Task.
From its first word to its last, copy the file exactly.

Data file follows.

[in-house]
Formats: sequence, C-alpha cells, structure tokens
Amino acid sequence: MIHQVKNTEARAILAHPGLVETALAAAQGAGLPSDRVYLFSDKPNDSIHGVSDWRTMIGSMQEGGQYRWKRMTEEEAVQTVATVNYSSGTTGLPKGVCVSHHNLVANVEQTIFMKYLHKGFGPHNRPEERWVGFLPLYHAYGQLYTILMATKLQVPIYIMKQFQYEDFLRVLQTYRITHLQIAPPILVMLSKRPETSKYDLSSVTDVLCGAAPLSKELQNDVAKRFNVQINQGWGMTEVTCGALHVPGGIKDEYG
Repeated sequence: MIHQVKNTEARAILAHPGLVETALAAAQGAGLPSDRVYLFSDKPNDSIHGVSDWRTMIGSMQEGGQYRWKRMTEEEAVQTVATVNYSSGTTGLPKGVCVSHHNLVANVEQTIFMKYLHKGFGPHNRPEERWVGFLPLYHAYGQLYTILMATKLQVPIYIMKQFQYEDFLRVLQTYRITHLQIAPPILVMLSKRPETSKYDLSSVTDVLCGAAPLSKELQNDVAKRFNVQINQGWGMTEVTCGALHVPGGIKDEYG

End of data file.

[in-house]
Formats: sequence, C-alpha cells, structure tokens
Amino acid sequence: MIHQVKNTEARAILAHPGLVETALAAAQGAGLPSDRVYLFSDKPNDSIHGVSDWRTMIGSMQEGGQYRWKRMTEEEAVQTVATVNYSSGTTGLPKGVCVSHHNLVANVEQTIFMKYLHKGFGPHNRPEERWVGFLPLYHAYGQLYTILMATKLQVPIYIMKQFQYEDFLRVLQTYRITHLQIAPPILVMLSKRPETSKYDLSSVTDVLCGAAPLSKELQNDVAKRFNVQINQGWGMTEVTCGALHVPGGIKDEYG
Repeated sequence: MIHQVKNTEARAILAHPGLVETALAAAQGAGLPSDRVYLFSDKPNDSIHGVSDWRTMIGSMQEGGQYRWKRMTEEEAVQTVATVNYSSGTTGLPKGVCVSHHNLVANVEQTIFMKYLHKGFGPHNRPEERWVGFLPLYHAYGQLYTILMATKLQVPIYIMKQFQYEDFLRVLQTYRITHLQIAPPILVMLSKRPETSKYDLSSVTDVLCGAAPLSKELQNDVAKRFNVQINQGWGMTEVTCGALHVPGGIKDEYG